The Year Was 1947

Hollywood screen writers and directors walk up steps of federal court, Washington, D.C. (from Library of Congress Photo Collection at Ancestry.com)The year was 1947 and the effects of World War II were still being felt. The Cold War had begun, and in 1947, Communists took control of both Poland and Hungary. Much of Europe had been devastated by the war. Economies were in ruins and hunger and desperation fed the general discontent. With the balance of power in Europe in play, the United States and Russia were in a stand-off.

At a commencement ceremony at Harvard University, George C. Marshall proposed an economic aid program that would lead to recovery with the Western European governments that chose to accept it. The Marshall Plan, as it became known, dispensed today’s equivalent of $17 billion to the countries that chose to accept it and allowed democracy to keep a hold on much of Western Europe.

The “Red Scare” made it to the United States as the House of Un-American Activities Committee (HUAC) launched an investigation of the movie industry. Following inquiries with industry insiders, nineteen people were named as having communist views. Ten of these people refused to cooperate, citing their First Amendment rights and became known as the “Hollywood Ten.” They were blacklisted in response to their refusal to cooperate. 

In Canada, a blizzard swept in on 30 January and lasted ten days, burying towns from Calgary to Winnipeg and shutting down some railroads until spring. 

In Wisconsin, a blizzard dumped 18.1 inches of snow and ten-foot drifts were created by sixty-mile-an-hour winds. You can read reminiscences from that storm on the Milwaukee Journal Sentinel website.  There’s also a photo gallery from the storm online at WisconsinStories.com.

That year also saw the coldest temperature recorded in North America at Snag, Yukon–63 degrees below zero. Brrr!

In Texas, a man-made disaster unfolded on 16 April when the French freighter, the “Grandchamp,” loaded with ammonium nitrate exploded in a Texas City slip. That and the explosion of a ship in an adjoinging slip caused significant property damage and the “Grandchamp” explosion killed 568 people, and it’s estimated that 3,500 more were injured, making this the worst industrial disaster in U.S. history. 

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9 thoughts on “The Year Was 1947

  1. Considering what is going on in the world today something that happened in 1947 sure seems like news to me.

    On 29 November 1947 the United Nations Partition Plan for Palestine or United Nations General Assembly Resolution 181, a plan to resolve the Arab-Israeli conflict in the British Mandate of Palestine, was approved by the United Nations General Assembly.

    Much of what is transpiring today is a result of this major event, and it happened the year I was born.

  2. First of all it was the fifth amendment.They were charged with contempt of congress.Second it wasn’t their views of communism,they were card carrying members of the party.Like Larry Parks,Lucille Ball and others.There were at least 280 who were blacklisted.And it was not a red scare that we knew.It was a red menace.I was 10 years old at that time and have never forgotten it.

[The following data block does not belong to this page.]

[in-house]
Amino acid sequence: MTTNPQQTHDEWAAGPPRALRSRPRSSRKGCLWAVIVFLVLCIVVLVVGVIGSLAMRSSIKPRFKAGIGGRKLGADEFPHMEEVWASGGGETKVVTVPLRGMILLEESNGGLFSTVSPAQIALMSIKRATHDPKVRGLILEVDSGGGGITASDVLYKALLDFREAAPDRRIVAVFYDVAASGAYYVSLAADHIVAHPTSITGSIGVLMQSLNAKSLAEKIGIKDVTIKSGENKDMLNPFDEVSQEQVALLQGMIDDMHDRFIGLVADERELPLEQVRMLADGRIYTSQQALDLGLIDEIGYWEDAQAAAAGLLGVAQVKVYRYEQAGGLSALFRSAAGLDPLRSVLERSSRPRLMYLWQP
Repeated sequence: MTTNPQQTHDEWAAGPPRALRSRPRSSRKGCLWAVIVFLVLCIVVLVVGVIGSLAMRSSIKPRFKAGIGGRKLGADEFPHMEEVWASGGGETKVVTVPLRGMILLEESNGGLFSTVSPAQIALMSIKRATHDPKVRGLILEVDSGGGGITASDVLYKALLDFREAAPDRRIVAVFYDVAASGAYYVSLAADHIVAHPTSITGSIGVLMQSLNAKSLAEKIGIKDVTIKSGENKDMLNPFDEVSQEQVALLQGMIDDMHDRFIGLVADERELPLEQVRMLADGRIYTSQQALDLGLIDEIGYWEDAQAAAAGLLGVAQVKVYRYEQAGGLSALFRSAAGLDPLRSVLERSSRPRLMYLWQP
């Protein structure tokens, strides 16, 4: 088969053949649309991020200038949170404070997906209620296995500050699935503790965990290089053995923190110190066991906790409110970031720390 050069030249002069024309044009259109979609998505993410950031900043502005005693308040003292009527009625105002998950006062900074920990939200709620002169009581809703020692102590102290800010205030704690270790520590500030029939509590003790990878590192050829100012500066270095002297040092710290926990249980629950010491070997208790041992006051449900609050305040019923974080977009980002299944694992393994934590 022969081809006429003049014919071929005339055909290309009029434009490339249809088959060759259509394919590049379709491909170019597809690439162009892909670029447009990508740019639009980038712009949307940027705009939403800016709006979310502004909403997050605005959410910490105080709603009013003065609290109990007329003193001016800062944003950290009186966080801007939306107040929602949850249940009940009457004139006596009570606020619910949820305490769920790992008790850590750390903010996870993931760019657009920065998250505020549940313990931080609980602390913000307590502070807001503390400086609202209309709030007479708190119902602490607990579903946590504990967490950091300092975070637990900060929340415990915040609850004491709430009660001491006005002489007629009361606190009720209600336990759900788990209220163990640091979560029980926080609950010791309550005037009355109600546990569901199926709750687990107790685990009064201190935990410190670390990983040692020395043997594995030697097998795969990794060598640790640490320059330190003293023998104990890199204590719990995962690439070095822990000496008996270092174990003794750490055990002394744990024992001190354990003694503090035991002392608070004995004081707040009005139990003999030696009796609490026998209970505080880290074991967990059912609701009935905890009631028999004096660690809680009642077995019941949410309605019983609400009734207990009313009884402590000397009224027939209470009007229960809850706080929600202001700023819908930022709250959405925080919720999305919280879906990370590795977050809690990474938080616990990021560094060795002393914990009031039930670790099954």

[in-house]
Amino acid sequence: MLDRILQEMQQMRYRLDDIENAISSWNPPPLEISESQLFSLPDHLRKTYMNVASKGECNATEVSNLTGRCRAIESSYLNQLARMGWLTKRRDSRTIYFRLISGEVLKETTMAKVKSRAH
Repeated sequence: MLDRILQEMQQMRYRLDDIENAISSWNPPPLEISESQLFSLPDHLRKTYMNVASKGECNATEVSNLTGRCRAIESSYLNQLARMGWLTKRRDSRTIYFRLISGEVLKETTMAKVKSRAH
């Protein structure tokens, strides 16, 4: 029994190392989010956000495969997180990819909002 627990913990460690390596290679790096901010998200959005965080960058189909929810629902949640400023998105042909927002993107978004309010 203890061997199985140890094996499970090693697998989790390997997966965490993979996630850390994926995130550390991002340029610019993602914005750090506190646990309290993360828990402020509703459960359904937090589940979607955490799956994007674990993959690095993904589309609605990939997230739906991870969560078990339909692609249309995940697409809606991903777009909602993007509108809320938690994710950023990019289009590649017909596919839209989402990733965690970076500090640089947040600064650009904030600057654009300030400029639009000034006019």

3. I was interested in reading your article regarding the Texas City Disaster, as I was a high school student living in Texas City at that time. You incorrectly gave the name of the ship that exploded. It was the Grandcamp (not the Grandchamp). My uncle was among those killed at the Monsanto Company, but the rest of our family was spared. This is the 60th anniversary of the disaster, and each year, survivors are invited to pose for a photo.

  4. My husband’s family lived in Texas City at the time of the explosion and have many stories about it. His grandfather helped out and another Aunt and Uncle were killed as well as others in the family being affected. I’ve heard some interesting stories about it.

  5. Actually, the temp was -83 degrees, but was officially updated to -81.4 degrees F.
    The coldest recorded temp in the ‘lower 48 states’ is -70 at Rogers Pass near Helena, Montana in 1954.

  6. I find it strange that an 18 inch snowfall in Wisconsin is covered in this artile but the 24 plus inches that fell on New York City in December of 1947 is not mentioned.

  7. At the time of the Texas City explosion, I recall gathering around a radio (before TV or Cell phones) at high school in Houston, hoping to get some news from the scene. The fathers of some of my classmates were working at the dock site and no one except rescue personal was allowed in or out of the area. The fate of many was not known for days.

  8. Re Texas City. The accident happened when the crew of the ship closed all cargo hatches in hopes of putting out the fire. Instead, steam presure built up and caused the explosion. Nitraes do not burn by themselves IE Madison Wisc, Univ Wisconsin Library explosion.

  9. I was born in 1947. I remember growing up with the “Cold War” hanging over our heads everyday. As a young girl, I dreamed of war (still do occassionally). What they put in our minds!I remember being 5 y/o, 1952, and hiding under dining room table!

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